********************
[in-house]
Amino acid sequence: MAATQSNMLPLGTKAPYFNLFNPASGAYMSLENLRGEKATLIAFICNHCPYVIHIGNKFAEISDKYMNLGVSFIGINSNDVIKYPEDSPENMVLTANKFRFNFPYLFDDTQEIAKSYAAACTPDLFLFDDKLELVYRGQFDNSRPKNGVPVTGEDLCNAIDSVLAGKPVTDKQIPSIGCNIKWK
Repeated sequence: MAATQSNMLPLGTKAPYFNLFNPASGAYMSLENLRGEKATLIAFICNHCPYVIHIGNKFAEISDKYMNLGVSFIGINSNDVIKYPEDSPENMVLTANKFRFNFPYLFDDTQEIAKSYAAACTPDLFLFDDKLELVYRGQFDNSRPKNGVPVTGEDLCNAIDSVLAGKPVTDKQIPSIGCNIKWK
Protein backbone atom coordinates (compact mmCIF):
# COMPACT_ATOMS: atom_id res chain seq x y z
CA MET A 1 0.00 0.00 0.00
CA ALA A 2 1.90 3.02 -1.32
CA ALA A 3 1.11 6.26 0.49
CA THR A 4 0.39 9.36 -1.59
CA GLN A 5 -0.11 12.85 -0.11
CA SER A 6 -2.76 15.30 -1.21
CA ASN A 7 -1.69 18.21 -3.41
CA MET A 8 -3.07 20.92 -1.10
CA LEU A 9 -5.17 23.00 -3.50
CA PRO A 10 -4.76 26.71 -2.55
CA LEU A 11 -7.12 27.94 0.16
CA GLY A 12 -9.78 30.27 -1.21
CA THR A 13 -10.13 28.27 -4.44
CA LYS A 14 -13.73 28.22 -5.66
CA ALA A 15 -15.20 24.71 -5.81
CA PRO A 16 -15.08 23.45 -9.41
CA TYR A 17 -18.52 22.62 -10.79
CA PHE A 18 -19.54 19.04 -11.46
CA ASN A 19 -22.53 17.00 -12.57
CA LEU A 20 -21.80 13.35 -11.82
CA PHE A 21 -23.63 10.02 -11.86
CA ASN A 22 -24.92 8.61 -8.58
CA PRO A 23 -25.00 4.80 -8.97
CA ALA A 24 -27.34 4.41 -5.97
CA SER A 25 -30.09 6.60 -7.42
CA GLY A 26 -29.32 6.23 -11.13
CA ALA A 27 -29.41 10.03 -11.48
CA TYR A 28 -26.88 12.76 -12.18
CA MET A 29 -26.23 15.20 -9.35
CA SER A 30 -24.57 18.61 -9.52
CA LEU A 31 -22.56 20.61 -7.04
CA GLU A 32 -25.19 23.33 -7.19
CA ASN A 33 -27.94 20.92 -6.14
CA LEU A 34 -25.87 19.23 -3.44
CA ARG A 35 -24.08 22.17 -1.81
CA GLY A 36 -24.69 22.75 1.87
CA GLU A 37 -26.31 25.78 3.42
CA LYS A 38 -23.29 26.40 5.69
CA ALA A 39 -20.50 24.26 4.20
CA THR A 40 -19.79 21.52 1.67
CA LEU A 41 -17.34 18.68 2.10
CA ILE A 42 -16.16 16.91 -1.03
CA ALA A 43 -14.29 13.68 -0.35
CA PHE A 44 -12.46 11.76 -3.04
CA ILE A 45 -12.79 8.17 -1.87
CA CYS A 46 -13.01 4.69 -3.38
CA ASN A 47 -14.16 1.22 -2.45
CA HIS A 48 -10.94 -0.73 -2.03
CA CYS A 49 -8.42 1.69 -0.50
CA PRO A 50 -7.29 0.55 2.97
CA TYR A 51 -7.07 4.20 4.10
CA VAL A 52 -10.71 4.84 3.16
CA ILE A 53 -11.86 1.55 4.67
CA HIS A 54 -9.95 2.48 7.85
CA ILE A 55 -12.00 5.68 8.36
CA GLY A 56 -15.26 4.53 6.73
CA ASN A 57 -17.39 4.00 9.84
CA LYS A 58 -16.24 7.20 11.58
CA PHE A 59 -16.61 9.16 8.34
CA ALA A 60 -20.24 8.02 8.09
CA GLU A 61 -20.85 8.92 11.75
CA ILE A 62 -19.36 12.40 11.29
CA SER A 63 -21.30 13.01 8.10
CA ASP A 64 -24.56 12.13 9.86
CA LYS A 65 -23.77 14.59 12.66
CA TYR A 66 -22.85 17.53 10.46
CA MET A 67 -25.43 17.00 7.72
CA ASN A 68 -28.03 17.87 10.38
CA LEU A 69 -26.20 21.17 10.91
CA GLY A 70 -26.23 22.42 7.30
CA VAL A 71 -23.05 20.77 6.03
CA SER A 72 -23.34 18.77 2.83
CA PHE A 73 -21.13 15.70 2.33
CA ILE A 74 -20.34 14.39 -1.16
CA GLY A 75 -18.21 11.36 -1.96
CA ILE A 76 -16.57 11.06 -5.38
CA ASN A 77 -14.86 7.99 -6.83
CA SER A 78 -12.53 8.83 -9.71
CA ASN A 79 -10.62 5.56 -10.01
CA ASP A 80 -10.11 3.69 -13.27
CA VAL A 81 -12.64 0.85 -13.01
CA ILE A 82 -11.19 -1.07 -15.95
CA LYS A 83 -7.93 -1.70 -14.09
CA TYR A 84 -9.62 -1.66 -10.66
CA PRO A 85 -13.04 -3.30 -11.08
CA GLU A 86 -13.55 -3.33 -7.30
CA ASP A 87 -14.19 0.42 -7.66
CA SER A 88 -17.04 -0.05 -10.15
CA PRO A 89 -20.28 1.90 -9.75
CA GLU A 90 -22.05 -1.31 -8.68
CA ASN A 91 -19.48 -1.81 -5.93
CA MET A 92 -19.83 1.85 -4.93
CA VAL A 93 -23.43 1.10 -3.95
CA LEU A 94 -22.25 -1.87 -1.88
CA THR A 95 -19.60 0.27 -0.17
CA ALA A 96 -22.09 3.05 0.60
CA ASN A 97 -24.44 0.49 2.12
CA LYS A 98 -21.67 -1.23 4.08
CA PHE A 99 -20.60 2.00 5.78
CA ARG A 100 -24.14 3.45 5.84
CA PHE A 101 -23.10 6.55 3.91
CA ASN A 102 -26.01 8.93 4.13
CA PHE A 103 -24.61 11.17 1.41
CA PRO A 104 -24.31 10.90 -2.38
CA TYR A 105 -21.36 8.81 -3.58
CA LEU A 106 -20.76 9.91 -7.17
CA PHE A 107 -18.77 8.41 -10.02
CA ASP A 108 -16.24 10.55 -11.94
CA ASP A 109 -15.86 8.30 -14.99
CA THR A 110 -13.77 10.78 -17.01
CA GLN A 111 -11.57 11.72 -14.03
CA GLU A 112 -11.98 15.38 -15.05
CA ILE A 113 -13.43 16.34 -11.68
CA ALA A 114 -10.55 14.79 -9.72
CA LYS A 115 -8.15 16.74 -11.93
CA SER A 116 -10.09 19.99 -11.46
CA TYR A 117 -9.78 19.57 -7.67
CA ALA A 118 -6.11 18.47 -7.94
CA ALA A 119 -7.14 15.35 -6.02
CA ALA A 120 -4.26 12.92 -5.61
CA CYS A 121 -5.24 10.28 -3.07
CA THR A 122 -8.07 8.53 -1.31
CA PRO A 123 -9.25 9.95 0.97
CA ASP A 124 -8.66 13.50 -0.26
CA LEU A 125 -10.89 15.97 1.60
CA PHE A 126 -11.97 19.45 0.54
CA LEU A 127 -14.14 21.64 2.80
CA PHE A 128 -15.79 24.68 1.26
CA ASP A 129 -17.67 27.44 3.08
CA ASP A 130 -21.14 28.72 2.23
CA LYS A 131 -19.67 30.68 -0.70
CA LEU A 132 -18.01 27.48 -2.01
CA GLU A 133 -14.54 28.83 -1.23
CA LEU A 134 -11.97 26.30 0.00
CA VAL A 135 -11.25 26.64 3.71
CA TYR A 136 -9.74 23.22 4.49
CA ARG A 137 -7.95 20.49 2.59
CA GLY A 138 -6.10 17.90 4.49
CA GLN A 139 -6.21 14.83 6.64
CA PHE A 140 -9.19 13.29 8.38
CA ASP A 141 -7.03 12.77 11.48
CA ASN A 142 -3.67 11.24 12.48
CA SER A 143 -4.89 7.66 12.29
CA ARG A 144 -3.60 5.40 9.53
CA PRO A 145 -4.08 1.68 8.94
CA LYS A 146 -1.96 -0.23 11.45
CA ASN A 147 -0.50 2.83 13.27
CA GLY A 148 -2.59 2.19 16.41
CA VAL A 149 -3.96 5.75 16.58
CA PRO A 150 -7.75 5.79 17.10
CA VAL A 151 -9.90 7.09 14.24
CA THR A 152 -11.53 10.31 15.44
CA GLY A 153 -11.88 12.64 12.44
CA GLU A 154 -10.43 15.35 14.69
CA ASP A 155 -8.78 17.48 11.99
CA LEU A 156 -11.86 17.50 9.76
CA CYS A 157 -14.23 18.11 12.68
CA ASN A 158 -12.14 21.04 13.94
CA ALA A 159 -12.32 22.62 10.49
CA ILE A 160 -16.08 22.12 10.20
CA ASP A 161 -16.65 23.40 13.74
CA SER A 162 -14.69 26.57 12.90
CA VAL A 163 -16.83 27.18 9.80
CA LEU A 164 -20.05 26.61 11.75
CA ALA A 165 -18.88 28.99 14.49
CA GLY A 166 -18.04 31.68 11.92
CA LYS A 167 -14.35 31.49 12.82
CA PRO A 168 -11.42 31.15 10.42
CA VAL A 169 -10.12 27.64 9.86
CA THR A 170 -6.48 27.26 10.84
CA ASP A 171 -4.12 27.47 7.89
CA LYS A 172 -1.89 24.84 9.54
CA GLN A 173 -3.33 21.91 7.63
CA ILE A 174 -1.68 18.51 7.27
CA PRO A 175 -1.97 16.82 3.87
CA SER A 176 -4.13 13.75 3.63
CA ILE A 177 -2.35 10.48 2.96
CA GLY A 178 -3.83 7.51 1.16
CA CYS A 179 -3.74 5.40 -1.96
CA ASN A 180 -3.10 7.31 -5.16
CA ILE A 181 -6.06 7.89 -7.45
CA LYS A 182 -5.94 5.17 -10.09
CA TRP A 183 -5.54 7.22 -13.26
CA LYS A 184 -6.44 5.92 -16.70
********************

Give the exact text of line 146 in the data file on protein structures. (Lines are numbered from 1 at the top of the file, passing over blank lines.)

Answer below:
CA ASP A 141 -7.03 12.77 11.48